In summary, Interpace asks us to reverse, by way of mandamus, the order of the district court. Under the circumstances of this case such action would constitute an unwarranted exercise by this court of the discretion which the Rules commit to the district court.

The petition for a writ of mandamus will be denied.


The petition for a writ of mandamus will be denied.

ADAMS, Circuit Judge, dissenting:

The central question presented by this petition for mandamus is whether a district court must make findings to support an order that a case be maintained as a class action under Fed. R. Civ. P. 23(b)(3). The majority finds this question answered simply by reference to the last sentence of Rule 52(a). I believe the matter to be somewhat more complex, and in any event wrongly decided by the majority.

The last sentence of Rule 52(a) was added in the 1946 Amendments to the Federal Rules of Civil Procedure. That sentence provides:

"Findings of fact and conclusions of law are unnecessary on decisions of motions under Rules 12 or 56 or any other motion except as provided in Rule 41(b)."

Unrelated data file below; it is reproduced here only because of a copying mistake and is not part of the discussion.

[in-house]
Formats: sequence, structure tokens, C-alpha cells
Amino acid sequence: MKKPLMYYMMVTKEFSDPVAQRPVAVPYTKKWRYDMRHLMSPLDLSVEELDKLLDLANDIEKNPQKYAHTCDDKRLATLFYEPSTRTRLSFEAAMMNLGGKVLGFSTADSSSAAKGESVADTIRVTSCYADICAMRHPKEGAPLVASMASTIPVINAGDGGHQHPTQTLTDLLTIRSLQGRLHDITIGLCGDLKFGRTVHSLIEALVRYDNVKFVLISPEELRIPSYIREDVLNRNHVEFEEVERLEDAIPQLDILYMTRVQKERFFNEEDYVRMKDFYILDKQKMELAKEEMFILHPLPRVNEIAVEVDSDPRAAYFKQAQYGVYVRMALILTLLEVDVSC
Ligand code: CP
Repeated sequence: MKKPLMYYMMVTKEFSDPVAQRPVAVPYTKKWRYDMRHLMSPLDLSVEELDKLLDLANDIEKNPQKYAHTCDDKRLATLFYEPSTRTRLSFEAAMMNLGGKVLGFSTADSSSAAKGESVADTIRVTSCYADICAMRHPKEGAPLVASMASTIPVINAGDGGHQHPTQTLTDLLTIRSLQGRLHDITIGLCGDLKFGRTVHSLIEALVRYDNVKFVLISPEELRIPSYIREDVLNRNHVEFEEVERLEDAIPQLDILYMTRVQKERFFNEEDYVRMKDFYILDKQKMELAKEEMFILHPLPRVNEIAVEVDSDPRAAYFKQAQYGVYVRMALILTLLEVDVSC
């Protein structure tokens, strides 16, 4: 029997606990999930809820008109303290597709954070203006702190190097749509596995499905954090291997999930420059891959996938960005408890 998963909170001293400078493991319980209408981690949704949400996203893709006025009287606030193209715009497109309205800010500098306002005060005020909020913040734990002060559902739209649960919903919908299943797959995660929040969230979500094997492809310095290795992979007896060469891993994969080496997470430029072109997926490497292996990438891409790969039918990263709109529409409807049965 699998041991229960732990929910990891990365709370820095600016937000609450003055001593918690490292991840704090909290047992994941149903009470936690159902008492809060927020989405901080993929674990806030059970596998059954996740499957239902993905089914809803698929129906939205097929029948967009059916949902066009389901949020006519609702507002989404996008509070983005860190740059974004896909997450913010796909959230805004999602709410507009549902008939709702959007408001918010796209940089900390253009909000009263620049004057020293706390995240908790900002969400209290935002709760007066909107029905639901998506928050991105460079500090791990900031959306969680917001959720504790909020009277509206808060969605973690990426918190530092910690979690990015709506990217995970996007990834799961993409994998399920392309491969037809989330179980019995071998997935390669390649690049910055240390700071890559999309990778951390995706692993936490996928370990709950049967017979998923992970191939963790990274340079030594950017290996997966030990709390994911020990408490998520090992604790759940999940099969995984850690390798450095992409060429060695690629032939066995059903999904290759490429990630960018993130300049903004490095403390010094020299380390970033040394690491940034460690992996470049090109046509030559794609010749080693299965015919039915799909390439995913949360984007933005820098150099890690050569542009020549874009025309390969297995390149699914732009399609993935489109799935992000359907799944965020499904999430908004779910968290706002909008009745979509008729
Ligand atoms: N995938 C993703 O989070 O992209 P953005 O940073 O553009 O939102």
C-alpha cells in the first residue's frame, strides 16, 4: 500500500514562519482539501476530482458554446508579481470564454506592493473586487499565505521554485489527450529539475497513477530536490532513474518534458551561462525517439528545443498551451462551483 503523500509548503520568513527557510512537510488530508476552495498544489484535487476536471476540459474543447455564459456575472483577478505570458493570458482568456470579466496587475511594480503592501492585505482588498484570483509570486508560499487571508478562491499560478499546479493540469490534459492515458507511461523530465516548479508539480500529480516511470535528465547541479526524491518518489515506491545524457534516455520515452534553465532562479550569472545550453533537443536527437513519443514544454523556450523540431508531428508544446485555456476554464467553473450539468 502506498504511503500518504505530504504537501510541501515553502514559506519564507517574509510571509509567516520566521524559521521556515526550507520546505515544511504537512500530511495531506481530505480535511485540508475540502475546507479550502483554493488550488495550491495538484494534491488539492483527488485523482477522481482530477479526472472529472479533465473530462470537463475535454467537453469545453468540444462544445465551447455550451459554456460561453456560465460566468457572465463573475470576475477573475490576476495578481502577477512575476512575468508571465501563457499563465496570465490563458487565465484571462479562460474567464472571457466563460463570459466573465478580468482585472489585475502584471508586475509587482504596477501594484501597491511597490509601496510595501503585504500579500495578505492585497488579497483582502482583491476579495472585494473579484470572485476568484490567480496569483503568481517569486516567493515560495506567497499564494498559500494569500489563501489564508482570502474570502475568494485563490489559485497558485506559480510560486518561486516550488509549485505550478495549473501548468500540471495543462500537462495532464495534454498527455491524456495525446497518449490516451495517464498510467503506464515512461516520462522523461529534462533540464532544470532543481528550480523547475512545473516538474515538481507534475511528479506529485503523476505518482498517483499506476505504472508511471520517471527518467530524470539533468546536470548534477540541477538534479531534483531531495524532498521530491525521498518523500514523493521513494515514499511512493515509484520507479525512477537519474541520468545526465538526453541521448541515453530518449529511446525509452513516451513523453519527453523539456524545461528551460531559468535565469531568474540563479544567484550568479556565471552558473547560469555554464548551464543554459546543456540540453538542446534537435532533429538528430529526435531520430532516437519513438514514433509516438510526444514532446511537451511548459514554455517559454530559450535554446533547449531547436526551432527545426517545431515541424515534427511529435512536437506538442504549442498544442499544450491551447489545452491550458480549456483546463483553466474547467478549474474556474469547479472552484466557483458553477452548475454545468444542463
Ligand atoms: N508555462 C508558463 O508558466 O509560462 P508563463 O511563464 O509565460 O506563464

Even apart from its application to Rule 23, this sentence of Rule 52(a) has caused disquiet among commentators when questions of fact are required to be resolved in the determination of motions.*fn1 From its inception, Rule 52(a) has provided that "in all actions tried upon the facts" to the court, the judge must make findings of fact. Professor Moore indicates that the 1946 amendment was bottomed generally on the theory that in the disposition of motions directed to the pleadings or for summary judgment the facts are often not in dispute, and indeed in a motion for summary judgment must not be in dispute. When, however, factual issues must be resolved in ruling on a motion, Professor Moore maintains that the opinion expressed before the amendment of Rule 52(a) in King v. Wall & Beaver Street Corp., 79 U.S. App. D.C. 234, 145 F.2d 377, 381 (1944) (issues of fact raised in motion to dismiss for improper venue require findings of fact in their disposition) should be carried forward. His treatise comments are as follows:*fn2